Saturday, July 13, 2019
Making some rather large assumptions....
If, for example, good meant intelligent, and virtue meant wisdom; if men could be taught to see clearly their real interests, to see afar, the distant results of their deeds, to criticize and coordinate their desires out of a self-cancelling chaos into a purposive and creative harmony—this, perhaps, would provide for the educated and sophisticated man the morality which in the unlettered relies on reiterated precepts and external controls. Perhaps all sin is error, partial vision, foolishness? The intelligent man may have the same violent and unsocial impulses as the ignorant man, but surely he will control them better, and slip less often into imitation of the beast. And in an intelligently administered society—one that returned to the individual, in widened powers, more than it took from him in restricted liberty—the advantage of every man would lie in social and loyal conduct, and only clear sight would be needed to ensure peace and order and good will.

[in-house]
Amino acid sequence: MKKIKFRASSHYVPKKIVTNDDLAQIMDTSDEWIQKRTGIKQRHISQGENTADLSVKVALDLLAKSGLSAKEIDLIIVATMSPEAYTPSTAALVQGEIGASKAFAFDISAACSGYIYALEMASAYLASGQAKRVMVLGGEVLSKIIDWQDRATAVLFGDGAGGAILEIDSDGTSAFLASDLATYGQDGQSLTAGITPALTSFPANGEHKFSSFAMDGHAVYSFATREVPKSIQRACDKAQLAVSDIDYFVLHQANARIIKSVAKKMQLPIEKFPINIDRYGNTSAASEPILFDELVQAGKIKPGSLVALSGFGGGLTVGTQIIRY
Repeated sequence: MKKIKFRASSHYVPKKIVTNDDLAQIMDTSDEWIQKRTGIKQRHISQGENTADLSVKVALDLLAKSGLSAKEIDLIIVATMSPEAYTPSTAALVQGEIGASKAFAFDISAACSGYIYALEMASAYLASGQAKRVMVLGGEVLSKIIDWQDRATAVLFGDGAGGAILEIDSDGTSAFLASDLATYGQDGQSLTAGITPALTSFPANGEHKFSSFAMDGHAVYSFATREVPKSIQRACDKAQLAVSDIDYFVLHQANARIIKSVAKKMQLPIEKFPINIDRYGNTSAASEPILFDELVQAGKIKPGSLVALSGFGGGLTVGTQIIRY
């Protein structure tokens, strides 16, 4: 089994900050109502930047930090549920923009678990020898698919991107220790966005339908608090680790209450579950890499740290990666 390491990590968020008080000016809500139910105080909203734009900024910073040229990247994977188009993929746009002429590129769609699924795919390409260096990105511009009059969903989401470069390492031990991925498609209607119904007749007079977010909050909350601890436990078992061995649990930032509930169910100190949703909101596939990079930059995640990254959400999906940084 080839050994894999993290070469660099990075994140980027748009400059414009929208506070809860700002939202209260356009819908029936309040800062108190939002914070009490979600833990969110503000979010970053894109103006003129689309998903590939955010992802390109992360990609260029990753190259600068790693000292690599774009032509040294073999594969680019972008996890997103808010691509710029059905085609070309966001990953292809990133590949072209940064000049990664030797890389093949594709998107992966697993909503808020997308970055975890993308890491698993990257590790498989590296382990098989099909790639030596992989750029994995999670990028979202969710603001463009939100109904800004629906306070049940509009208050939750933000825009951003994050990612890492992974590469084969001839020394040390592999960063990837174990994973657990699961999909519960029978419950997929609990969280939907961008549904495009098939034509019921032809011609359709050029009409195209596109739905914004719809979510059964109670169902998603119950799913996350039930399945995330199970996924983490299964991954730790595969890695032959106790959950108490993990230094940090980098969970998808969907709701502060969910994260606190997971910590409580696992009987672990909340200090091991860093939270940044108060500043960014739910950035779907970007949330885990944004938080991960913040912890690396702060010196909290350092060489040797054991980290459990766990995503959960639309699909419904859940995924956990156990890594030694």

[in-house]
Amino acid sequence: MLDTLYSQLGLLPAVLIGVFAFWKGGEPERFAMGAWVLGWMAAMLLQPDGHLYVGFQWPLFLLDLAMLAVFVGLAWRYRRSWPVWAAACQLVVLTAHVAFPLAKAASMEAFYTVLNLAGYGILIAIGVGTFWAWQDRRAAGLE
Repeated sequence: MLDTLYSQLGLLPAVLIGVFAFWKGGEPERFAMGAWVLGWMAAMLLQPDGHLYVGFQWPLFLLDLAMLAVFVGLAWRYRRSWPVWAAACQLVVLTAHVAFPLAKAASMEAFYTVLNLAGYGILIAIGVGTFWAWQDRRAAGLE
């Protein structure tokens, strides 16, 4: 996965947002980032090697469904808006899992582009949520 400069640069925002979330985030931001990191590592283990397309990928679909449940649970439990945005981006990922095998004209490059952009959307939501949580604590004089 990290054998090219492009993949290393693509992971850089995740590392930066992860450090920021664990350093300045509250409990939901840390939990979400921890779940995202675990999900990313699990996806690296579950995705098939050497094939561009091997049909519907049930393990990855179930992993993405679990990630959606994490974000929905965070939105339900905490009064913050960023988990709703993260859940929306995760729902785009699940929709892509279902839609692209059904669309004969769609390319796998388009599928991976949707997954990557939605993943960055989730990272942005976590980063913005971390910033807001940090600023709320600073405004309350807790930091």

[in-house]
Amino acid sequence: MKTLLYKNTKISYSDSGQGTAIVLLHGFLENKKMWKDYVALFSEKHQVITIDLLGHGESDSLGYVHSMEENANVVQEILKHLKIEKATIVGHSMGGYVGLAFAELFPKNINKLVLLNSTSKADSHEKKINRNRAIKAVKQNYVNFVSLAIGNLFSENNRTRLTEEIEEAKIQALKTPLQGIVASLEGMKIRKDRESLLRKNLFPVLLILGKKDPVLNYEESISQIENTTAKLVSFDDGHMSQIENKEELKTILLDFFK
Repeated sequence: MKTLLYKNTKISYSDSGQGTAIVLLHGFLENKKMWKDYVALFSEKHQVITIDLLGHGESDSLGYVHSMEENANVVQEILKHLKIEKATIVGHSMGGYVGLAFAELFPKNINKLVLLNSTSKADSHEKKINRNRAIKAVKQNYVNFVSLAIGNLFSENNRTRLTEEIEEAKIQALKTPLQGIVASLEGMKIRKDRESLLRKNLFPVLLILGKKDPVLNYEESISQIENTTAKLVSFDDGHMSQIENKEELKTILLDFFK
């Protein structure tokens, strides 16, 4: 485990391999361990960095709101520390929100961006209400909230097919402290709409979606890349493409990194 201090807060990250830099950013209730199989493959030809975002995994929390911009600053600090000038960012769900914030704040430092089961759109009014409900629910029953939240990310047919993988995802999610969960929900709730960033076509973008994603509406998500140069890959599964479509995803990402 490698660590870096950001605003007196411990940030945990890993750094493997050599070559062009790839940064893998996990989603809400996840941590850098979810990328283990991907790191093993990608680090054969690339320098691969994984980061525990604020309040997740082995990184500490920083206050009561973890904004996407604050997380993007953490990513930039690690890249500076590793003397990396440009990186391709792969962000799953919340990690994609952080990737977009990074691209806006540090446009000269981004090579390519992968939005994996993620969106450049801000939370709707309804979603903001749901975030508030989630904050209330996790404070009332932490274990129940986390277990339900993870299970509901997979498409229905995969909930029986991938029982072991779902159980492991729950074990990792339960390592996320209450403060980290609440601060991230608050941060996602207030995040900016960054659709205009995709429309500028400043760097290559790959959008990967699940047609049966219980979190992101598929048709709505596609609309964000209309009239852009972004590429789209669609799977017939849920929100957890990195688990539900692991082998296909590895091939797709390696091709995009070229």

-Will Durant, The Story of Philosophy